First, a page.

Mirtazapine (By mouth)
Treats depression. This medicine is an antidepressant.
Remeron, Remeron SoltabThere may be other brand names for this medicine.
When This Medicine Should Not Be Used:Do not use this medicine if you have had an allergic reaction to mirtazapine. Do not use this medicine and an MAO inhibitor (MAOI) such as Eldepryl, Marplan, Nardil, Parnate, or linezolid (Zyvox) within 14 days of each other.
How to Use This Medicine:
Tablet, Dissolving Tablet
- Your doctor will tell you how much of this medicine to use and how often. Your dose may need to be changed several times in order to find out what works best for you. Do not use more medicine or use it more often than your doctor tells you to.
- Your doctor may tell you to take the medicine at bedtime, because mirtazapine can make you sleepy.
- You may need to take this medicine for several weeks before you begin to feel better.
- If you are using the disintegrating tablet, make sure your hands are dry before you handle the tablet. Do not open the blister pack that contains the tablet until you are ready to take it. Remove the tablet from the blister pack by peeling back the foil, then taking the tablet out. Do not push the tablet through the foil. Place the tablet in your mouth. It should melt quickly. After the tablet has melted, swallow or take a drink of water. Do not crush, split, or break the tablet.
- This medicine should come with a Medication Guide. Read and follow these instructions carefully. Ask your doctor or pharmacist if you have any questions. Ask your pharmacist for the Medication Guide if you do not have one.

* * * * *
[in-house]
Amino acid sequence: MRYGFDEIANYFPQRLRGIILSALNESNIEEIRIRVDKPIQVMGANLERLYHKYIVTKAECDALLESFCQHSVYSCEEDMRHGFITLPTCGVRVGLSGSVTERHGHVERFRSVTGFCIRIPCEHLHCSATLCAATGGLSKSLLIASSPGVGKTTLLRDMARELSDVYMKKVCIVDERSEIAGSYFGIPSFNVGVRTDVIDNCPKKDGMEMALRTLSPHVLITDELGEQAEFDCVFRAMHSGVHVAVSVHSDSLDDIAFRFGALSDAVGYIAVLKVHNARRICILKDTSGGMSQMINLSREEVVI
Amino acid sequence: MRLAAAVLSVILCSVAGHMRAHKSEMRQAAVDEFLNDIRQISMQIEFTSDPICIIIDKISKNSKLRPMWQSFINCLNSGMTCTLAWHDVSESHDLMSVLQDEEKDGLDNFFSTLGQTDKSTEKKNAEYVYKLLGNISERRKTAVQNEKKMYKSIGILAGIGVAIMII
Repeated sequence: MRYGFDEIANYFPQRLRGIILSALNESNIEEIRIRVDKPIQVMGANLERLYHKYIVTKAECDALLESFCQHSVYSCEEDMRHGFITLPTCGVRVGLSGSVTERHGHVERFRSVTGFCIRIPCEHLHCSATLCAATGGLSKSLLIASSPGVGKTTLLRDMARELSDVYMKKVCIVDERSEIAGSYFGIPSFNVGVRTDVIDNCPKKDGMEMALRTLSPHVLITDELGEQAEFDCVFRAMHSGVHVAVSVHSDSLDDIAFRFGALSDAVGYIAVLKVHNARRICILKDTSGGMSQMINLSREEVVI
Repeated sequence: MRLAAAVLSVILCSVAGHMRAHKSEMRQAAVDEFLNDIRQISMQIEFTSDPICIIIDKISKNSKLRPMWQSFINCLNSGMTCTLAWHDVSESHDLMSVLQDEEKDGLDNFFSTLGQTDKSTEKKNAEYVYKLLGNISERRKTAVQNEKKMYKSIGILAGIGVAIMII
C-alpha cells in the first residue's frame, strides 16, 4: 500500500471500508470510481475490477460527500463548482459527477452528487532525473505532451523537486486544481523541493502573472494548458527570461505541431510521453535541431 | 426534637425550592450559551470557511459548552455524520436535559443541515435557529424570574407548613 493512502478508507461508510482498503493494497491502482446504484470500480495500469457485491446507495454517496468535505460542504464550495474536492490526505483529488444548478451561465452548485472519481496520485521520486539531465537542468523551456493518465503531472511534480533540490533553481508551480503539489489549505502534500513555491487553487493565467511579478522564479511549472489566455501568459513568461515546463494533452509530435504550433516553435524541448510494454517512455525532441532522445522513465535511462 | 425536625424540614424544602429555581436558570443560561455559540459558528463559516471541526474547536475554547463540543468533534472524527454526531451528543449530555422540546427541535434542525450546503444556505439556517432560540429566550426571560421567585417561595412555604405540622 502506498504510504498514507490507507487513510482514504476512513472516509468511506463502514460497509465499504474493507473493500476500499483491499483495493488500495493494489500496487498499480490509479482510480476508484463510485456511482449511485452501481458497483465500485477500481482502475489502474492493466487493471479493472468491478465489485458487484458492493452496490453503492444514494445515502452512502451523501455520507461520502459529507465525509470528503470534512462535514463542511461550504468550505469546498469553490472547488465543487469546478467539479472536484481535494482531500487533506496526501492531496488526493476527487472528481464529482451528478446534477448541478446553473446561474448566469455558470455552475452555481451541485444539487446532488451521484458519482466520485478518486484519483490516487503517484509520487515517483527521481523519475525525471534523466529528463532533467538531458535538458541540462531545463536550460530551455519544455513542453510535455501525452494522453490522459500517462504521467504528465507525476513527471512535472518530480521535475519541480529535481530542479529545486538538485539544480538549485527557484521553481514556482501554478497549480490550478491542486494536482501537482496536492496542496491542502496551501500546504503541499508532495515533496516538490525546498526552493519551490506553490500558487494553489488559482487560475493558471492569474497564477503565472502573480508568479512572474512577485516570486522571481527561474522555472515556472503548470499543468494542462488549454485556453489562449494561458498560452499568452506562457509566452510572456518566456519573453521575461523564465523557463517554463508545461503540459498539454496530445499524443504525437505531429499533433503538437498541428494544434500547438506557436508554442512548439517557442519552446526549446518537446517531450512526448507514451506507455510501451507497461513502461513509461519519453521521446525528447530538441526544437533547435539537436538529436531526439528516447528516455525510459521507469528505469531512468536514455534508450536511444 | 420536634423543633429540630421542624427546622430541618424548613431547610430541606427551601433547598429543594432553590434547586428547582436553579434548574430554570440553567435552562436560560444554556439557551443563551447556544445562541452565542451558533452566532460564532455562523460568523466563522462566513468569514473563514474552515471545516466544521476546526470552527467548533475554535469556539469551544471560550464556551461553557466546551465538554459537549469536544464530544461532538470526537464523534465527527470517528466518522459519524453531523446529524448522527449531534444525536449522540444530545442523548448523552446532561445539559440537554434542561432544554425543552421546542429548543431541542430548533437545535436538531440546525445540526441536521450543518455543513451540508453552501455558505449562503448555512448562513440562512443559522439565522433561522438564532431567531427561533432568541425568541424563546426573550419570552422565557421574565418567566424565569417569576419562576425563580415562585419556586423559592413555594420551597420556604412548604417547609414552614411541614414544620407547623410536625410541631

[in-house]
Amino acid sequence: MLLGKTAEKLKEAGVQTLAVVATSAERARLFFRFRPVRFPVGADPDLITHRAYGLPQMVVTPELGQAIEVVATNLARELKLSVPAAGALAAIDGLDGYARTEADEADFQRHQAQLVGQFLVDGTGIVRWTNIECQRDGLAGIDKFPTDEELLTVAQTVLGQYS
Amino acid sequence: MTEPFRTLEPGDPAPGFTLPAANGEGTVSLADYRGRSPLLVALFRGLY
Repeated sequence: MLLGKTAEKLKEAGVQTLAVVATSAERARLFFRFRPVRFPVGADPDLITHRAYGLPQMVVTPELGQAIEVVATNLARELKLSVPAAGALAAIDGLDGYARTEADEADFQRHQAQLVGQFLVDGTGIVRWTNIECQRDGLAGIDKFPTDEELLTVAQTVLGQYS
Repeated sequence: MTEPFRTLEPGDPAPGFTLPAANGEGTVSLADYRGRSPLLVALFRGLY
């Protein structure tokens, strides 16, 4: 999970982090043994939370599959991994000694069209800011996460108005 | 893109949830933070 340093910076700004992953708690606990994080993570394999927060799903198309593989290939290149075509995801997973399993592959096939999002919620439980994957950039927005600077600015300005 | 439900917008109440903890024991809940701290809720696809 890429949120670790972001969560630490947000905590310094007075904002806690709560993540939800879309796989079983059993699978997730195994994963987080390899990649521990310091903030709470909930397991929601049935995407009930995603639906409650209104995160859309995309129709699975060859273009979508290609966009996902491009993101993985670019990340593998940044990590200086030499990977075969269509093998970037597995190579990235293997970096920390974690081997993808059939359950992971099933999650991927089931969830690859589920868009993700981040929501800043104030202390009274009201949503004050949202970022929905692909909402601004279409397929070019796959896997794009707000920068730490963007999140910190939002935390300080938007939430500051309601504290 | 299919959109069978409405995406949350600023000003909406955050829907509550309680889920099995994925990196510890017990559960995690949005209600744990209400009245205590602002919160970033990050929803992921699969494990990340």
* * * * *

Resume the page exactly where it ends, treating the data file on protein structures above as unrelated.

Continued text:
If a dose is missed:
- If you miss a dose or forget to use your medicine, use it as soon as you can. If it is almost time for your next dose, wait until then to use the medicine and skip the missed dose. Do not use extra medicine to make up for a missed dose.
How to Store and Dispose of This Medicine:
- Store the medicine in a closed container at room temperature, away from heat, moisture, and direct light. Keep the orally disintegrating tablet in the original package until you are ready to take it.
- Ask your pharmacist, doctor, or health caregiver about the best way to dispose of any outdated medicine or medicine no longer needed.
- Keep all medicine away from children and never share your medicine with anyone.
Drugs and Foods to Avoid:
Ask your doctor or pharmacist before using any other medicine, including over-the-counter medicines, vitamins, and herbal products.
- Make sure your doctor knows if you use St John's wort, buspirone (Buspar), fentanyl (Sublimaze), lithium (Eskalith, Lithobid), tramadol (Ultram), tryptophan, other medicine to treat depression (such as citalopram, fluoxetine, nefazodone, nortriptyline, sertraline, Cymbalta, Effexor, Lexapro, Pristiq, Serzone), or medicine to treat migraine headache (such as sumatriptan, Frova, Maxalt, Relpax, Zomig).
- Tell your doctor if you also use carbamazepine (Tegretol), cimetidine (Tagamet), diazepam (Valium), erythromycin (Ery-Tab), phenytoin (Dilantin), rifampicin (Rifadin, Rimactane), medicine to treat high blood pressure (such as amlodipine, atenolol, clonidine, hydrochlorothiazide, lisinopril, metoprolol, Benicar, Cozaar, Diovan), medicine to treat fungal infection (such as itraconazole, ketoconazole, Nizoral), medicine to treat HIV/AIDS (such as atazanavir, lopinavir, ritonavir, Crixivan, Kaletra, Lexiva, Norvir, Prezista, Reyataz), or a blood thinner (such as warfarin, Coumadin, Jantoven).